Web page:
USA plans to add paid staff to each region
USA Cricket Association president Gladstone Dainty has said he wants his organisation to hire staff at the regional level with money generated from the recent multi-million dollar deal that formed Cricket Holdings America.
Speaking to ESPNcricinfo, Dainty said he believed adding staff to represent each region would be an effective way to improve the country's weak cricket infrastructure. "This is a very large country and just like USACA talks about a CEO and having full-time or part-time help, in every region we should have people thinking about cricket as their job, about weekends, what the pitches are going to look like, what the fields are going to look like and the number we'll have participating."
USACA will have a minimum of US$9 million at its disposal over the next three years as part of its stake in Cricket Holdings America and Dainty hoped some of the money will be used to upgrade and initiate development programs, which have been put on the backburner for years. "What is necessary, and what is going to give us bang for the buck, is to immediately improve our infrastructure and that means getting more coaches trained and even getting coaches who are going to be paid on a part-time basis."
Cricket in America has been reliant on the service of volunteers for years, ones who aren't able to dedicate the full-time resources that are necessary to focus on installing and building development programs. Asked if he wanted USACA to hire at least one full-time staff member for each of the eight regions, Dainty said that the organisation might not have the funds to do that, but at the very least each one should have a part-time paid person.
"You call them whatever, regional development people, whatever, but that's their job," Dainty said. "They should have their job, they should be helping, and depending on what we can afford, they should be coordinating that. Every region should have that." One of the reasons Dainty is reluctant to spend money on full-time staff is that he would like USACA to budget their newfound money to make it last longer.
"Because this [investment deal] is driven by a business model, I would hope that we don't go ahead and spend all the money right away or commit all the money right away," Dainty said. "I think that we need to put aside some for a rainy day. But like I said the national programs need a little bit of better help."
Dainty's plan goes in a different direction from the one laid out by former chief executive Don Lockerbie, whose main priorities were to hire a national coaching director and start putting national players on central contracts by the end of 2010. Dainty hinted that central contracts would not be a made a priority until the domestic Twenty20 league targeted for the summer of 2012 got underway.
"United States cricket has had a chronic shortage of funds, and although this will not solve all the problems, it puts us in a better position to help grow the sport," Dainty said. "The shortage of funds hurts grassroots development more than anything else because the little bit of funding we do get, the focus is on conspicuous things like putting national teams together. So when that's done, there's hardly anything left there for any type of organized or sustained grassroots development. So this then, I'm hoping that my colleagues will go along with a program of funding leagues and regions better, shoring up those administrations so that they can deliver in terms of having better grassroots programs and then from those grassroots programs we'd be able to substantially increase our talent pool and fan base."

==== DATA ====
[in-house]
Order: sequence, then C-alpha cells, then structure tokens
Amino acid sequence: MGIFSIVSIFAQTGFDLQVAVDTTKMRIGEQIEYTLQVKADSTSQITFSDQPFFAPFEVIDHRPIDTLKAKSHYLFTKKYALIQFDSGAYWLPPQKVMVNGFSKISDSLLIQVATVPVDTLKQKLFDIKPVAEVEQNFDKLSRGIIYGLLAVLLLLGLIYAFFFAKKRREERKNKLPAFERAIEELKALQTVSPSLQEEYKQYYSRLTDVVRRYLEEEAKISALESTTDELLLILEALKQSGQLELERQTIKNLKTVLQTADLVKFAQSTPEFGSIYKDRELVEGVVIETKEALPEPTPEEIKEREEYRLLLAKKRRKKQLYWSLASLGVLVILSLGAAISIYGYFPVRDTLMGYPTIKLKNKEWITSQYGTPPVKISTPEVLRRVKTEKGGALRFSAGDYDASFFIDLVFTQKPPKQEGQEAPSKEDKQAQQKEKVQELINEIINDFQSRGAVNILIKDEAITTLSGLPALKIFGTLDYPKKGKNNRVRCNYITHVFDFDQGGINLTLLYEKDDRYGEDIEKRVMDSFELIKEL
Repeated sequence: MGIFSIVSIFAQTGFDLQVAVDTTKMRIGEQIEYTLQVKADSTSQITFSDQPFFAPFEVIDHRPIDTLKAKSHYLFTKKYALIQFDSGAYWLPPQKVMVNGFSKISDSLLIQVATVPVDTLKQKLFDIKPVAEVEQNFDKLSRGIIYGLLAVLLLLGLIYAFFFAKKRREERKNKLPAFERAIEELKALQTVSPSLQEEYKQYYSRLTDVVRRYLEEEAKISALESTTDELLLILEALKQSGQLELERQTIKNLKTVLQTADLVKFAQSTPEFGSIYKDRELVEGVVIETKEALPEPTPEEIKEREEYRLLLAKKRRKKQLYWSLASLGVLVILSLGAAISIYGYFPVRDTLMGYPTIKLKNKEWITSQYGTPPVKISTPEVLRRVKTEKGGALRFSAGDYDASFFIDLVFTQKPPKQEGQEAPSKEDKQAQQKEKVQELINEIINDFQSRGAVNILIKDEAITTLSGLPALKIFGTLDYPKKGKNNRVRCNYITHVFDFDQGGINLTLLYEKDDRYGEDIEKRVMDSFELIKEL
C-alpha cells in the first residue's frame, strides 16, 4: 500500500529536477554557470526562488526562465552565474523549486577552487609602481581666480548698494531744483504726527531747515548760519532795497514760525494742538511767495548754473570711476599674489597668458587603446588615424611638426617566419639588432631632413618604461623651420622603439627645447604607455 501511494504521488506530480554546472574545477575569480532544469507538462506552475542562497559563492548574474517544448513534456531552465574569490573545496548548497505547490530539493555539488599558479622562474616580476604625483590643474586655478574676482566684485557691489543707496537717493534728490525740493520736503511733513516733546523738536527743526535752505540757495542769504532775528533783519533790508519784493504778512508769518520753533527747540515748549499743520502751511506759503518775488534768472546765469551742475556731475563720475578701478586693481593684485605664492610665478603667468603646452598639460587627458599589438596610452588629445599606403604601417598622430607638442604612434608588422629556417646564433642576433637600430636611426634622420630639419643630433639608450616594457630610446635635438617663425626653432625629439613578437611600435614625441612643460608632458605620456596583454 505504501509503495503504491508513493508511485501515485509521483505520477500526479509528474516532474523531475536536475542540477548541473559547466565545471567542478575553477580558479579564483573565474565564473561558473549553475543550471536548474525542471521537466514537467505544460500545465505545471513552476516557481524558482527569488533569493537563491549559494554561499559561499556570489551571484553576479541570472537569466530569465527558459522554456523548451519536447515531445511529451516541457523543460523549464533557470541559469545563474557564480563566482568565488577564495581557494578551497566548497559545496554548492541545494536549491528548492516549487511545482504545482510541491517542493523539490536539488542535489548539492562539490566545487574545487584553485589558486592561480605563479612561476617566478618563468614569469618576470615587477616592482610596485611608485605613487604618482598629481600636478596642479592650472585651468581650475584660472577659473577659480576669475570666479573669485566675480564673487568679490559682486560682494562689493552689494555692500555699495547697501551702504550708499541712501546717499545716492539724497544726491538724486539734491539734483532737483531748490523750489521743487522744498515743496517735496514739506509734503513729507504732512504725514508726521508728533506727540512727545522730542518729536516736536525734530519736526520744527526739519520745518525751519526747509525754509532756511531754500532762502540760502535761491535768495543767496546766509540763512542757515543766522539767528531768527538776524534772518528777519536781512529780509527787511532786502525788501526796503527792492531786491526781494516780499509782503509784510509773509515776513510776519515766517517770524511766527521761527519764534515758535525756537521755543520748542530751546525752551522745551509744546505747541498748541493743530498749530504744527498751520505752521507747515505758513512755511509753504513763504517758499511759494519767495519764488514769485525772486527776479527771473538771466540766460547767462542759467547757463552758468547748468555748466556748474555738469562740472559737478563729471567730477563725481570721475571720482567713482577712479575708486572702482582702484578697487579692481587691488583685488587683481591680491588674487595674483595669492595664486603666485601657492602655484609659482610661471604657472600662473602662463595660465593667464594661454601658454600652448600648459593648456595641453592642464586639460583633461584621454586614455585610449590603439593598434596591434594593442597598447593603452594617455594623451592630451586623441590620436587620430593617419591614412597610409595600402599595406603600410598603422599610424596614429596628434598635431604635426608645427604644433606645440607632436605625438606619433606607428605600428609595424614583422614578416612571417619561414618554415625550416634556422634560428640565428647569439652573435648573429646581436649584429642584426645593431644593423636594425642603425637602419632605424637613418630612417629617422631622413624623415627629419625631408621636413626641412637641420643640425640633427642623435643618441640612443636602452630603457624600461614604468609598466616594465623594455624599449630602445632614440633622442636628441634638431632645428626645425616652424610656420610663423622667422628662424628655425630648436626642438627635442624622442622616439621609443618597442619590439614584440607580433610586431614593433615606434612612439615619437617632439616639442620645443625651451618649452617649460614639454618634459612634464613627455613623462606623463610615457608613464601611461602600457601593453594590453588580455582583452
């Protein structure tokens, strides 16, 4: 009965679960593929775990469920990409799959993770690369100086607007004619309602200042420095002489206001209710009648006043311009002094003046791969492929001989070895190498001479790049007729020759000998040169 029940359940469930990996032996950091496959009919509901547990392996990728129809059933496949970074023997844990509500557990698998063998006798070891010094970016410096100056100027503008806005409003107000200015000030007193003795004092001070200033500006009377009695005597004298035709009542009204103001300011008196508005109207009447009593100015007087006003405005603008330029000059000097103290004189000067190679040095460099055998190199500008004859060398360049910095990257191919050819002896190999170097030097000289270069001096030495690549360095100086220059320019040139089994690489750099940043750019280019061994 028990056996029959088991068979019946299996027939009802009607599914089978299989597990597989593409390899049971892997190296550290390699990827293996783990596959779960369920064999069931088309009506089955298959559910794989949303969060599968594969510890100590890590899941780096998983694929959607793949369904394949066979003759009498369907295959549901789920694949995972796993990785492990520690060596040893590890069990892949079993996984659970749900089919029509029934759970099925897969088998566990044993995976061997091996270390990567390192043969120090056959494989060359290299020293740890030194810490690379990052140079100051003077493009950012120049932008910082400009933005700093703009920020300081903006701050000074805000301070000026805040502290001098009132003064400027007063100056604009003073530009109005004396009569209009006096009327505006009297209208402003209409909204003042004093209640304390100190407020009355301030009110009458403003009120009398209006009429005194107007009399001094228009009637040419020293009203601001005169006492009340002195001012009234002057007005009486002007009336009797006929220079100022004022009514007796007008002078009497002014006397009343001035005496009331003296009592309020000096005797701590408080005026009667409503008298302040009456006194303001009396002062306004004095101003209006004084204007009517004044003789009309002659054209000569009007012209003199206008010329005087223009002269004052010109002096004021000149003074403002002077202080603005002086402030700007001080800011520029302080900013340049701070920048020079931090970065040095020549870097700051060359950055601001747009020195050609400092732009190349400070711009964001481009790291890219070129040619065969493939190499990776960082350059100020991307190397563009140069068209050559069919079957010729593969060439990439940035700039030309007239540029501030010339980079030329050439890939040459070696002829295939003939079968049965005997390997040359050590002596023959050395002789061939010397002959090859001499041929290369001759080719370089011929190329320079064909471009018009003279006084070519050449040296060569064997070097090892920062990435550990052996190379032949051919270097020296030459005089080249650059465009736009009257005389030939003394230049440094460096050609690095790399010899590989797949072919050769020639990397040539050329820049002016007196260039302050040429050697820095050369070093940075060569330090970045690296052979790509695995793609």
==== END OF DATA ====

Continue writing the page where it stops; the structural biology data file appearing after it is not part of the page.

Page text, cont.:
In terms of the vacancy for the chief executive position, Dainty said he had not accepted any resumes or interviewed any candidates to fill the role since Lockerbie was relieved of his duties on November 19. "I would hope within the next 60 days or so we could have that done," he said. "I think that's going to be a priority in the beginning of the year."
USACA is also dealing with a lawsuit filed on December 10 in New York County court by the North American Cricket League (NACL). The suit is reported to be asking for approximately $90 million in damages, which falls within the $80-100 million range that Insite executive director Neil Maxwell placed the capitalised value of Cricket Holdings America at. NACL is claiming that it had entered into an agreement with USACA to promote and organise an official Twenty20 league in America.
Sources said that NACL won the first bidding rights to USACA's global tender for the formation of a Twenty20 league. However, NACL's representatives were required to submit a $250,000 deposit by an unknown deadline in order to continue the process of negotiations. Sources said USACA's position is that NACL failed to meet the deadline, which opened the door for USACA to negotiate with the consortium group that included New Zealand Cricket, Insite, Top Bloom and Podar Holding International.
Peter Della Penna is a journalist based in New Jersey